“I have seen a circular letter from MoH stating that women should be
              given Fansidar to prevent the unborn baby from getting malaria. That
              Fansidar should be given when the pregnancy is 4 months (1st dose) and
              when it reaches 7 months, then dose is repeated. But we have not began
              doing so.” (KI, Health worker, Arua).

Traditional Birth Attendants’ Knowledge. Attitudes, Perceptions and Practices
Traditional Birth Attendants admitted that they play a limited role in the management of
malaria in pregnancy, unless the woman is in labour. Although they state that they do not
treat pregnant women for malaria but refer them instead, most women first go to TBAs
before going to a health facility. Many TBAs stated that they felt Fansdar to be too
strong for pregnant women and that they preferred to tell a woman to use local herbs.

              “…Unless in labour pains, I advise my client to go to hospital or use local
              herbs if illness is not serious. Most women in this area know the local
              herbs.” (Traditional Birth Attendant Kumi).

              “……no, I advise them to go to hospitals or drug shops right way.”
              (Traditional Birth Attendant Lira, Ntungamo)

              “On the 14th October 2001, a pregnant woman took Fansidar tablets and
              the child died in the womb.” (KI, Traditional Birth Attendant, Ntungamo)

Recommendations
1) IPT policy guidelines should be circulated to all health workers both in private and
   government units.
2) Current policy guidelines for management of malaria in pregnancy should also be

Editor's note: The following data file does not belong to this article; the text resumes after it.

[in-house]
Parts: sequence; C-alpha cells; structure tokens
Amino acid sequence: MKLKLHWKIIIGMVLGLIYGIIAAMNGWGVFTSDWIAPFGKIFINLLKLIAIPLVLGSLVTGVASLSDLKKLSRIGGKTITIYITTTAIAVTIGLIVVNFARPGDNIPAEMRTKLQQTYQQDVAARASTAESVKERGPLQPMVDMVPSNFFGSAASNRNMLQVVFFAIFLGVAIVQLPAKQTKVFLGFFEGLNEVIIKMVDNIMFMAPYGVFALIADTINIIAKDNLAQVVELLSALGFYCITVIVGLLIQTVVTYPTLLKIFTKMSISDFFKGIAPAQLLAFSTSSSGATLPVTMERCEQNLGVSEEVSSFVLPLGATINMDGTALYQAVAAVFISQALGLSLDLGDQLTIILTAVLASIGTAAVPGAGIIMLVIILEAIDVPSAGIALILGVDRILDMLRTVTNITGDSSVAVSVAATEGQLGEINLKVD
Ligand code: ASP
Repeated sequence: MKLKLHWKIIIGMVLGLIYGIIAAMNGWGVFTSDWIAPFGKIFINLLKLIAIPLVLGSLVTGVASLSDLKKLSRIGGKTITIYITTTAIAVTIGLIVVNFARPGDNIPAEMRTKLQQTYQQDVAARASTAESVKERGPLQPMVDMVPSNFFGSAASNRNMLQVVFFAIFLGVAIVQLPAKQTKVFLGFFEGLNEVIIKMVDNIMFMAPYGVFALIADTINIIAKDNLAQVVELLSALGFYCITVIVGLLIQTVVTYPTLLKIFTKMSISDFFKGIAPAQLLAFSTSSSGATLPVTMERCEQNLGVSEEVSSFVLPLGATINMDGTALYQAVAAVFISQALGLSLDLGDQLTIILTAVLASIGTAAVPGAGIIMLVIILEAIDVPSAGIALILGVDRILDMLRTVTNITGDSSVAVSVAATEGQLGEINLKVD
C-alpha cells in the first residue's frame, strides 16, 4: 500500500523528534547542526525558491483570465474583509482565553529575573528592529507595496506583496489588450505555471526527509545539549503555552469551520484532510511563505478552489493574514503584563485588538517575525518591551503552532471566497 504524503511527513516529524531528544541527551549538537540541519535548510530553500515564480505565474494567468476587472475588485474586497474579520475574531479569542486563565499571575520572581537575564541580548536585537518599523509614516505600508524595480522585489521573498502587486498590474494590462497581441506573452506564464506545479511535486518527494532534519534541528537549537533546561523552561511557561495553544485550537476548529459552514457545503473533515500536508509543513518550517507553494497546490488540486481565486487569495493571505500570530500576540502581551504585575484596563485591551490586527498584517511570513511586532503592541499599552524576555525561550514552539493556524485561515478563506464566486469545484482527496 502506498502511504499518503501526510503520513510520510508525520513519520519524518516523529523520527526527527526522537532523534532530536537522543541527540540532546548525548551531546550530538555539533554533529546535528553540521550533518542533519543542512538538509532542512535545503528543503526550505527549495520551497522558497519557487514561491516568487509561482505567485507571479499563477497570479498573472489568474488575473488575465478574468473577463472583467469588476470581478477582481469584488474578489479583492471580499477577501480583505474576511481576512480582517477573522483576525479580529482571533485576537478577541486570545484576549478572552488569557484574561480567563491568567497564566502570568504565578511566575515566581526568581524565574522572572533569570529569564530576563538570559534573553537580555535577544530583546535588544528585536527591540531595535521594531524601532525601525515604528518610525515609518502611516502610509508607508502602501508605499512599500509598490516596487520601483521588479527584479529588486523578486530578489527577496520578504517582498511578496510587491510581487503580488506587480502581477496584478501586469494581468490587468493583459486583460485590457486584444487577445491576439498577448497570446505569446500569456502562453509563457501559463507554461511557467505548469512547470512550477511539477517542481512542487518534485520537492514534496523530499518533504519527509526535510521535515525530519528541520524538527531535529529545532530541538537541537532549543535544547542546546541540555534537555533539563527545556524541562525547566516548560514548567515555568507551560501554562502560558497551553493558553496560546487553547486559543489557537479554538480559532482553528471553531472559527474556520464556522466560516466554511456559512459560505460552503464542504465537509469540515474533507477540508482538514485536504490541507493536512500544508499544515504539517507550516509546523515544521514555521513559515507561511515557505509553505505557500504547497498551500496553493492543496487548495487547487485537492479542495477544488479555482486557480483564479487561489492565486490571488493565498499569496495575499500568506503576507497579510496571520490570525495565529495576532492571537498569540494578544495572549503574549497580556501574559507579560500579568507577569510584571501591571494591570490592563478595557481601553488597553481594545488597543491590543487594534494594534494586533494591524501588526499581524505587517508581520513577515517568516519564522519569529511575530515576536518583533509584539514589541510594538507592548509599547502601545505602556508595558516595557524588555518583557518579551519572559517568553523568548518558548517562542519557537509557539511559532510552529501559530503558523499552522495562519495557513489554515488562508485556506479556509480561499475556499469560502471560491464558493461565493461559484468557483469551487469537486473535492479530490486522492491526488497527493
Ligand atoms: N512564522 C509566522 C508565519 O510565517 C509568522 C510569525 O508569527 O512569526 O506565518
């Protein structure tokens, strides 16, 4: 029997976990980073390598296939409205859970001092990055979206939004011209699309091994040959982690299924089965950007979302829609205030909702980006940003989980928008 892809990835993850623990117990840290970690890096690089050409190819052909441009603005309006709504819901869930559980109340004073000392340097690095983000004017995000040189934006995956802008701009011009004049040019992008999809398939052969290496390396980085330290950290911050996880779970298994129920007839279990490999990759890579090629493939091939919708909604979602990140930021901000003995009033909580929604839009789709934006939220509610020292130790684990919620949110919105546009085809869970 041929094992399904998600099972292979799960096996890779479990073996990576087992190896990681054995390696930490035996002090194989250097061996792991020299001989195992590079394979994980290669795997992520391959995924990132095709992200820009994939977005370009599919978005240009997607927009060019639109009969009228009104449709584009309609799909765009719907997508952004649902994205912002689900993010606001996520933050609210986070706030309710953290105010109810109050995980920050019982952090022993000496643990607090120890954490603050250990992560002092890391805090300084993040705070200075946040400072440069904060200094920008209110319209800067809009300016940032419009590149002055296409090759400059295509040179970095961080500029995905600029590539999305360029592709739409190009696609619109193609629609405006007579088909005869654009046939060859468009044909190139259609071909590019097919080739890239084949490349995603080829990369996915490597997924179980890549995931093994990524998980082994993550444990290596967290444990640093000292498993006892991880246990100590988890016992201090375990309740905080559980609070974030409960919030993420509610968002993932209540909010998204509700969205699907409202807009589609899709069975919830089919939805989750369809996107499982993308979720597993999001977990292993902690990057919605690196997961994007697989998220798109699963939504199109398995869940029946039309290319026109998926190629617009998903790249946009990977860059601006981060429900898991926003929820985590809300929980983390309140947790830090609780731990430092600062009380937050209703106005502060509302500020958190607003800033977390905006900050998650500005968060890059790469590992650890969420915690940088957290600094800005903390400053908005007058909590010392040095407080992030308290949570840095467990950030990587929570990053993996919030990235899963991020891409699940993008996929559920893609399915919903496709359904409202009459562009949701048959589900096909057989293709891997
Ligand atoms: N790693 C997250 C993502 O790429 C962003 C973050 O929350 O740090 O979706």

circulated. As some health workers do not believe malaria should be treated with
   Fansidar, it will be important to emphasise the rationale for IPT and for the use of
   Fansidar in treatment.
3) Health workers need to be educated about the safety of Fansidar.
4) Traditional Birth Attendants need to be sensitised to refer pregnant women with fever
   immediately and to refer pregnant women to a health facility for IPT.




                                                                                      33
4.5      Prevention
Everyone in the discussions knew of mosquito nets, but few people in the communities
use the nets in their homes. They explained that nets are expensive and not often
available at the shops near to them. Furthermore, some doubted their safety, and many
did not appreciate the importance of malaria prevention and of protection from
mosquitoes. Most communities considered nets useful, however, their acquisition and
use is not a priority in households. Although communities were aware of mosquito nets,
Insecticide Treated Nets (ITNs) were not well known. Among those who know about
ITNs, participants explained them to be unsafe over a long period of time. After
discussing ITNs, respondents stated that priority should be given to pregnant women and
children, but said that nets are often used by their husbands or the head of the household.

                “If we could pool money together or if we could buy mosquito nets for all
                families one after another…” (FGD, young women currently or had been
                within pregnant –Ntungamo)

                “I believe that it should be pregnant women to use them, unfortunately in
                the families that I know its heads of households who use them.” (KI,
                Traditional Birth Attendant -Hoima)

Communities knew of certain environmental preventive actions that can be used against
malaria, but most actions were rarely practiced because participants thought that nothing
could be done to prevent mosquitoes. Generally, participants felt that mosquito bites are
unavoidable because mosquitoes are so abundant in their communities. Those who did
feel mosquitoes could be controlled felt that it is a government responsibility.

                “The government is the one to help us deal with the mosquitoes as they
                used to do in the past, but don‟t ask us about that! We don‟t even have